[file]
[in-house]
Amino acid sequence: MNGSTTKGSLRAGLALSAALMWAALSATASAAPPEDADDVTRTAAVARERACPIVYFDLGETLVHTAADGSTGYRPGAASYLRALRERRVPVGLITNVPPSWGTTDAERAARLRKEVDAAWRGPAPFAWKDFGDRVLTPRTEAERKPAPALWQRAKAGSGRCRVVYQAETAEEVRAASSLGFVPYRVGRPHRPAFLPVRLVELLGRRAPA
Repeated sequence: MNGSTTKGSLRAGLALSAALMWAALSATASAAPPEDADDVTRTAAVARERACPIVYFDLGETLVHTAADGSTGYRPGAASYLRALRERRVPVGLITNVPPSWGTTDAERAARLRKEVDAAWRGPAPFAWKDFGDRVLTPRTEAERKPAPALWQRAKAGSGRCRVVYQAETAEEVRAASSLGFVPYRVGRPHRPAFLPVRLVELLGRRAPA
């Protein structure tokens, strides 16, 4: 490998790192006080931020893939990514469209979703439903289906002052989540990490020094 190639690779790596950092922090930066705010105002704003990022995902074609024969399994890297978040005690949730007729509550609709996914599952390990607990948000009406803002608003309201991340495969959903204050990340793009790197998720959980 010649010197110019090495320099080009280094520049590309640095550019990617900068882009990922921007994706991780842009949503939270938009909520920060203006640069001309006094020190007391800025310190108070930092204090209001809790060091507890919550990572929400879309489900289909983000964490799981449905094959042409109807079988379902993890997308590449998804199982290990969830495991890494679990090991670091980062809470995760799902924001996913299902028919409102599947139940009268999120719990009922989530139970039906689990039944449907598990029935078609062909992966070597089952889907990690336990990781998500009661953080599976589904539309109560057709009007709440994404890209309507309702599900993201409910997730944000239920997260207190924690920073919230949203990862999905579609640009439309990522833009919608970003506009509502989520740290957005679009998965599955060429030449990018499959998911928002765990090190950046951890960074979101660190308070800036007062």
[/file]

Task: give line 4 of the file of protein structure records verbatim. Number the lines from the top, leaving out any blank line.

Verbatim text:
């Protein structure tokens, strides 16, 4: 490998790192006080931020893939990514469209979703439903289906002052989540990490020094 190639690779790596950092922090930066705010105002704003990022995902074609024969399994890297978040005690949730007729509550609709996914599952390990607990948000009406803002608003309201991340495969959903204050990340793009790197998720959980 010649010197110019090495320099080009280094520049590309640095550019990617900068882009990922921007994706991780842009949503939270938009909520920060203006640069001309006094020190007391800025310190108070930092204090209001809790060091507890919550990572929400879309489900289909983000964490799981449905094959042409109807079988379902993890997308590449998804199982290990969830495991890494679990090991670091980062809470995760799902924001996913299902028919409102599947139940009268999120719990009922989530139970039906689990039944449907598990029935078609062909992966070597089952889907990690336990990781998500009661953080599976589904539309109560057709009007709440994404890209309507309702599900993201409910997730944000239920997260207190924690920073919230949203990862999905579609640009439309990522833009919608970003506009509502989520740290957005679009998965599955060429030449990018499959998911928002765990090190950046951890960074979101660190308070800036007062």